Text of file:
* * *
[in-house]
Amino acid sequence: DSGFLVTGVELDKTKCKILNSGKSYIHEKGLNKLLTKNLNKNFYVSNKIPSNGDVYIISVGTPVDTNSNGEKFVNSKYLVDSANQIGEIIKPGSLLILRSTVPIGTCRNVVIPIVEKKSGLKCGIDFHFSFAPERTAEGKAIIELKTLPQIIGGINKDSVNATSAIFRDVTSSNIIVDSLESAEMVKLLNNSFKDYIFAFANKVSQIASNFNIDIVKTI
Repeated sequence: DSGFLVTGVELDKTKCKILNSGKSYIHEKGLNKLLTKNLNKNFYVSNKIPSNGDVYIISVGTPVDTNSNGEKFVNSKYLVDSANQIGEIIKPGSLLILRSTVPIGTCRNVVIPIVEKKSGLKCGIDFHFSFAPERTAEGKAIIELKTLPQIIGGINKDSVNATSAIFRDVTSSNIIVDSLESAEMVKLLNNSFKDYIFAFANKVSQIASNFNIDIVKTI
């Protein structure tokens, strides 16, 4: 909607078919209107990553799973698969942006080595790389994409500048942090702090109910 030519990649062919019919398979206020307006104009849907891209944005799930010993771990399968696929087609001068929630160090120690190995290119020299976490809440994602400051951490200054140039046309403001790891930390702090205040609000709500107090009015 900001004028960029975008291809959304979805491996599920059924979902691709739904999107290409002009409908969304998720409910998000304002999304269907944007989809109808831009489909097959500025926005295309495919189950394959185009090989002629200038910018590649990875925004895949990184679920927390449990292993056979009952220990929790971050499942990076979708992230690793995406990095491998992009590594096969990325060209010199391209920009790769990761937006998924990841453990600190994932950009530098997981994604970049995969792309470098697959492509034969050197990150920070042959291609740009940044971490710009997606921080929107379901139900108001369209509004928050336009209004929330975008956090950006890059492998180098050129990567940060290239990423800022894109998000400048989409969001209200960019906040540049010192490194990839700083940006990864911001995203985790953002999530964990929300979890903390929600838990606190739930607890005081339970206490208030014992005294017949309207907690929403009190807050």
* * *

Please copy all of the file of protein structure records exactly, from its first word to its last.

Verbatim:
[in-house]
Amino acid sequence: DSGFLVTGVELDKTKCKILNSGKSYIHEKGLNKLLTKNLNKNFYVSNKIPSNGDVYIISVGTPVDTNSNGEKFVNSKYLVDSANQIGEIIKPGSLLILRSTVPIGTCRNVVIPIVEKKSGLKCGIDFHFSFAPERTAEGKAIIELKTLPQIIGGINKDSVNATSAIFRDVTSSNIIVDSLESAEMVKLLNNSFKDYIFAFANKVSQIASNFNIDIVKTI
Repeated sequence: DSGFLVTGVELDKTKCKILNSGKSYIHEKGLNKLLTKNLNKNFYVSNKIPSNGDVYIISVGTPVDTNSNGEKFVNSKYLVDSANQIGEIIKPGSLLILRSTVPIGTCRNVVIPIVEKKSGLKCGIDFHFSFAPERTAEGKAIIELKTLPQIIGGINKDSVNATSAIFRDVTSSNIIVDSLESAEMVKLLNNSFKDYIFAFANKVSQIASNFNIDIVKTI
């Protein structure tokens, strides 16, 4: 909607078919209107990553799973698969942006080595790389994409500048942090702090109910 030519990649062919019919398979206020307006104009849907891209944005799930010993771990399968696929087609001068929630160090120690190995290119020299976490809440994602400051951490200054140039046309403001790891930390702090205040609000709500107090009015 900001004028960029975008291809959304979805491996599920059924979902691709739904999107290409002009409908969304998720409910998000304002999304269907944007989809109808831009489909097959500025926005295309495919189950394959185009090989002629200038910018590649990875925004895949990184679920927390449990292993056979009952220990929790971050499942990076979708992230690793995406990095491998992009590594096969990325060209010199391209920009790769990761937006998924990841453990600190994932950009530098997981994604970049995969792309470098697959492509034969050197990150920070042959291609740009940044971490710009997606921080929107379901139900108001369209509004928050336009209004929330975008956090950006890059492998180098050129990567940060290239990423800022894109998000400048989409969001209200960019906040540049010192490194990839700083940006990864911001995203985790953002999530964990929300979890903390929600838990606190739930607890005081339970206490208030014992005294017949309207907690929403009190807050």